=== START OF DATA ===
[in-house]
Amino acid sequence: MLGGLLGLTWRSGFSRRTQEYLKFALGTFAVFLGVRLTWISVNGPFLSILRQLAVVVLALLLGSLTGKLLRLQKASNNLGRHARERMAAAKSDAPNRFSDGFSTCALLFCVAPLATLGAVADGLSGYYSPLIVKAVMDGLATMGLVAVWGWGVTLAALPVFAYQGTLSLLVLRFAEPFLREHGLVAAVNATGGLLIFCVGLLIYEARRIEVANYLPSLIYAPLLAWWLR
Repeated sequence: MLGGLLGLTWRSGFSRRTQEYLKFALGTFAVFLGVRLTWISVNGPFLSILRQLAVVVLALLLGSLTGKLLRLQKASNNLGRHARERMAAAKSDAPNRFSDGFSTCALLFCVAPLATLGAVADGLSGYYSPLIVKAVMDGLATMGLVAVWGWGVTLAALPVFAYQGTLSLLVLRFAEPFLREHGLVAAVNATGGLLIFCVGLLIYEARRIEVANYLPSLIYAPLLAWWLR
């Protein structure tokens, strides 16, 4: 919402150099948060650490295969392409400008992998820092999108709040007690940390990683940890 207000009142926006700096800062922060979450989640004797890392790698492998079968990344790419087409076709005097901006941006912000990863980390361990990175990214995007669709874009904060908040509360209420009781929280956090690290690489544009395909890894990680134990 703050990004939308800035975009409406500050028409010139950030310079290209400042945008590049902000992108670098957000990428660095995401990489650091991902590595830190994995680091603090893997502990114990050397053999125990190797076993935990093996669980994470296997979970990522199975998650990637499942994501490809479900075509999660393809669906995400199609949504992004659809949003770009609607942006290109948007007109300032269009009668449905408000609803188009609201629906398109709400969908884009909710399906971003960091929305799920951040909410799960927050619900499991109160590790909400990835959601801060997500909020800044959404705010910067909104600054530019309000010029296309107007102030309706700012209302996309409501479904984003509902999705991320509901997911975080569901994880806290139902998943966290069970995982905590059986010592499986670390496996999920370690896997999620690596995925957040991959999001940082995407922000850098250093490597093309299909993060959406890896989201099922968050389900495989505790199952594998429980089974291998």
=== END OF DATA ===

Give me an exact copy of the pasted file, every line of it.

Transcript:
[in-house]
Amino acid sequence: MLGGLLGLTWRSGFSRRTQEYLKFALGTFAVFLGVRLTWISVNGPFLSILRQLAVVVLALLLGSLTGKLLRLQKASNNLGRHARERMAAAKSDAPNRFSDGFSTCALLFCVAPLATLGAVADGLSGYYSPLIVKAVMDGLATMGLVAVWGWGVTLAALPVFAYQGTLSLLVLRFAEPFLREHGLVAAVNATGGLLIFCVGLLIYEARRIEVANYLPSLIYAPLLAWWLR
Repeated sequence: MLGGLLGLTWRSGFSRRTQEYLKFALGTFAVFLGVRLTWISVNGPFLSILRQLAVVVLALLLGSLTGKLLRLQKASNNLGRHARERMAAAKSDAPNRFSDGFSTCALLFCVAPLATLGAVADGLSGYYSPLIVKAVMDGLATMGLVAVWGWGVTLAALPVFAYQGTLSLLVLRFAEPFLREHGLVAAVNATGGLLIFCVGLLIYEARRIEVANYLPSLIYAPLLAWWLR
């Protein structure tokens, strides 16, 4: 919402150099948060650490295969392409400008992998820092999108709040007690940390990683940890 207000009142926006700096800062922060979450989640004797890392790698492998079968990344790419087409076709005097901006941006912000990863980390361990990175990214995007669709874009904060908040509360209420009781929280956090690290690489544009395909890894990680134990 703050990004939308800035975009409406500050028409010139950030310079290209400042945008590049902000992108670098957000990428660095995401990489650091991902590595830190994995680091603090893997502990114990050397053999125990190797076993935990093996669980994470296997979970990522199975998650990637499942994501490809479900075509999660393809669906995400199609949504992004659809949003770009609607942006290109948007007109300032269009009668449905408000609803188009609201629906398109709400969908884009909710399906971003960091929305799920951040909410799960927050619900499991109160590790909400990835959601801060997500909020800044959404705010910067909104600054530019309000010029296309107007102030309706700012209302996309409501479904984003509902999705991320509901997911975080569901994880806290139902998943966290069970995982905590059986010592499986670390496996999920370690896997999620690596995925957040991959999001940082995407922000850098250093490597093309299909993060959406890896989201099922968050389900495989505790199952594998429980089974291998």